intense fighting. Its April report pointed to alarming indicators of potential
military escalation, such as President Putin's visit to Chechnya in April
and a regrouping of Chechen forces near Grozny. (FINANCIAL TIMES, 10 May
01; via lexis-nexis, and www.fewer.org) This danger of an imminent Chechen
counteroffensive may persuade the Russian authorities to begin talks, or
so the authors of the FEWER report, among many other analysts, hope.
by Miriam Lanskoy
CST countries discuss rapid reaction force
Amid stated concern over deteriorating security on the CIS's southern borders,
senior security officials from Armenia, Belarus, Kazakhstan, Kyrgyzstan,
Russia and Tajikistan met on 26-27 April in Yerevan to discuss combating
terrorism in preparation for the planned Collective Security Treaty (CST)
summit on 25 May in the Armenian capital.
Summarizing the results of the preliminary meeting, Russia's Vladimir Rushailo
said that the CST Security Council secretaries had discussed what progress
had been made in the formation of regional collective security systems and
of collective rapid reaction forces for Central Asia. (ITAR-TASS, 1437 GMT,
27 Apr 01; FBIS-SOV-2001-0427, via World News Connection) The Russian Security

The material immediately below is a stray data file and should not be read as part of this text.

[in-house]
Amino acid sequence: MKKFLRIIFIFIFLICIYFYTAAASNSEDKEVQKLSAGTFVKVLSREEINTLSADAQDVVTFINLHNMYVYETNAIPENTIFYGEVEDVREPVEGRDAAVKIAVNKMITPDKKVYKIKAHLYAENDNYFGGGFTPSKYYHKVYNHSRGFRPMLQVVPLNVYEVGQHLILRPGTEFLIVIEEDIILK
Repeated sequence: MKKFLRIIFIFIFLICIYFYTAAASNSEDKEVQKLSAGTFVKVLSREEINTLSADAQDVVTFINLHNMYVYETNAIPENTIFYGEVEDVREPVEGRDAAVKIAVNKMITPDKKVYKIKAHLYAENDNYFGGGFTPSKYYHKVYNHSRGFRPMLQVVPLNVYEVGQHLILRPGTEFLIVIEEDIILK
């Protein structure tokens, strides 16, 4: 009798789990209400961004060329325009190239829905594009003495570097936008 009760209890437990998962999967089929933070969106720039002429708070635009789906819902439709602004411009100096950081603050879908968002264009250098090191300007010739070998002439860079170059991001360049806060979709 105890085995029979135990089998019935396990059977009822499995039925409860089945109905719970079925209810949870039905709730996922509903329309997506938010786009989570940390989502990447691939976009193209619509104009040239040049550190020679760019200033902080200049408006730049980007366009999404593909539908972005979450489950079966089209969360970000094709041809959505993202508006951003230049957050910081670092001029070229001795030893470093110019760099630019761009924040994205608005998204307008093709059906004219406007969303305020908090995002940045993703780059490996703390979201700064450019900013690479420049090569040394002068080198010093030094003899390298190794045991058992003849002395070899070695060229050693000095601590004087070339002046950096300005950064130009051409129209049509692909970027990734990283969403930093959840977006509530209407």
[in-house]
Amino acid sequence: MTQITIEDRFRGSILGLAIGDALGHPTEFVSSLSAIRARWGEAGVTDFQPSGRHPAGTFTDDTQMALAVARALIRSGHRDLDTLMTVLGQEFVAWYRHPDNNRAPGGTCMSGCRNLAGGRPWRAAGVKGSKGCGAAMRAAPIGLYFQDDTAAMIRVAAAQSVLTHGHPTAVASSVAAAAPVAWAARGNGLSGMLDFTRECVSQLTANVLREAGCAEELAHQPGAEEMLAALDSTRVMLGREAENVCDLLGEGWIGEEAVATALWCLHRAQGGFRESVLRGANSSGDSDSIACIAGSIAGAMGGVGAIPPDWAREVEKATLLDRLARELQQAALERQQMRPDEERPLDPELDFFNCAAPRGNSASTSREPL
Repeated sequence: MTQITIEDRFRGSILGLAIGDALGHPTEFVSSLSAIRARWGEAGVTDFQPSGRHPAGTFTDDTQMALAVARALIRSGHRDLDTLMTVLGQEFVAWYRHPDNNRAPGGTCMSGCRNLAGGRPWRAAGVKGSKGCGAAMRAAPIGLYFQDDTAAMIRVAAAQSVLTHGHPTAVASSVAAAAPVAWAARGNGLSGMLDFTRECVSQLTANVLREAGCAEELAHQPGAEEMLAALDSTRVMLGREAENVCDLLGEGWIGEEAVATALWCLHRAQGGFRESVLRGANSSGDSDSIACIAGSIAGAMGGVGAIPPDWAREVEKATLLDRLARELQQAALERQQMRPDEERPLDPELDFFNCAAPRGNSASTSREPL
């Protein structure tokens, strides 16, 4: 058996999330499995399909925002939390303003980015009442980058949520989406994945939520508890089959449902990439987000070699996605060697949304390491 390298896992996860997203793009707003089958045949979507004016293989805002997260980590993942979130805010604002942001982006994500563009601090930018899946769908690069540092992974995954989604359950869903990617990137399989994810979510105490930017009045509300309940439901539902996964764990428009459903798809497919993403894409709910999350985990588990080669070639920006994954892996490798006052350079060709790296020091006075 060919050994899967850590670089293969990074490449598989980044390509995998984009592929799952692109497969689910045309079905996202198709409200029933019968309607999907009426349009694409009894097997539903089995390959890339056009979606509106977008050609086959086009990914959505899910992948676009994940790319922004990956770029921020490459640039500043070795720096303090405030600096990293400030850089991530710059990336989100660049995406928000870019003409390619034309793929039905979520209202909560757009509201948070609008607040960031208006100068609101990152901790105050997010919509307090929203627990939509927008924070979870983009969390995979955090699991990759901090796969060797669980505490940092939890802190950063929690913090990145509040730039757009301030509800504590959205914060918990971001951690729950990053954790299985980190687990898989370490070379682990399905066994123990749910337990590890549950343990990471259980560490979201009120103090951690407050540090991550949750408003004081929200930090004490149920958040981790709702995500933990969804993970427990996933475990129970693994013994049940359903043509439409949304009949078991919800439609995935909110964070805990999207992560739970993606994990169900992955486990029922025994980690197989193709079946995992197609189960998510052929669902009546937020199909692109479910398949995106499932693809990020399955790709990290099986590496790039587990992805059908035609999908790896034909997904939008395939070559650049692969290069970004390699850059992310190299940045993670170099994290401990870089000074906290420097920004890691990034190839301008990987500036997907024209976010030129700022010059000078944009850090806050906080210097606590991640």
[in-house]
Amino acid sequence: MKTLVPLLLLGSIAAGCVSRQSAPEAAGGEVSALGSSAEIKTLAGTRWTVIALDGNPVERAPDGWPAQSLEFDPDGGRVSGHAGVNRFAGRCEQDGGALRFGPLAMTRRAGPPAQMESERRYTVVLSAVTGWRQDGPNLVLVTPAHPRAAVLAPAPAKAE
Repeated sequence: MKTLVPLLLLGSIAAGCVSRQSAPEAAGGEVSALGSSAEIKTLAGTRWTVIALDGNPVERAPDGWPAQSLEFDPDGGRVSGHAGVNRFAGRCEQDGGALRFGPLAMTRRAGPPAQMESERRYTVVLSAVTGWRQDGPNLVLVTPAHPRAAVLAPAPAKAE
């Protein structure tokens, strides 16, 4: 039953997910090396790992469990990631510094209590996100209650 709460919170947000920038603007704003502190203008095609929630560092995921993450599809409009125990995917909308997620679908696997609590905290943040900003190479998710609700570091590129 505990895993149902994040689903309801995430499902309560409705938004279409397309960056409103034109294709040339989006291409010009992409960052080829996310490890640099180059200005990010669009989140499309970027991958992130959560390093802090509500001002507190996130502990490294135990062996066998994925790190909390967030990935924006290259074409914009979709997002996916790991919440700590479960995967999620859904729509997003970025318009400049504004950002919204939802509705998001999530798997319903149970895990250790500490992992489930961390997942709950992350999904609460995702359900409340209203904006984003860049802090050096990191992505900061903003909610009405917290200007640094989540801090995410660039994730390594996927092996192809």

Council chief added that the rapid reaction forces "will be employed
if need be in areas with complex operational situations," to repel
"terrorist" attacks. (INTERFAX, 26 Apr 01; via lexis-nexis) According
to Oleg Chernov, deputy secretary of the Russian Security Council, the quick
reaction force's main task will be to contain regional conflicts in Central
Asia. (XINHUA, 25 Apr 01; via lexis-nexis) The officials were reported also
to have considered improving the inter-agency coordination process within
the CST itself and enhancing channels of communication.
Central Asia has been compared to the war-torn states of Sub-Saharan Africa
by some Western defense analysts and is in danger of becoming a "permanent
war zone." Protracted warfare in Central Asia, presumably triggered
by the Islamic Movement of Uzbekistan (IMU), could continue to destabilize
this important region. (THE ANALYST, 9 May 01) Consequently, forming the
rapid reaction force in Central Asia to counter the Islamic "threat"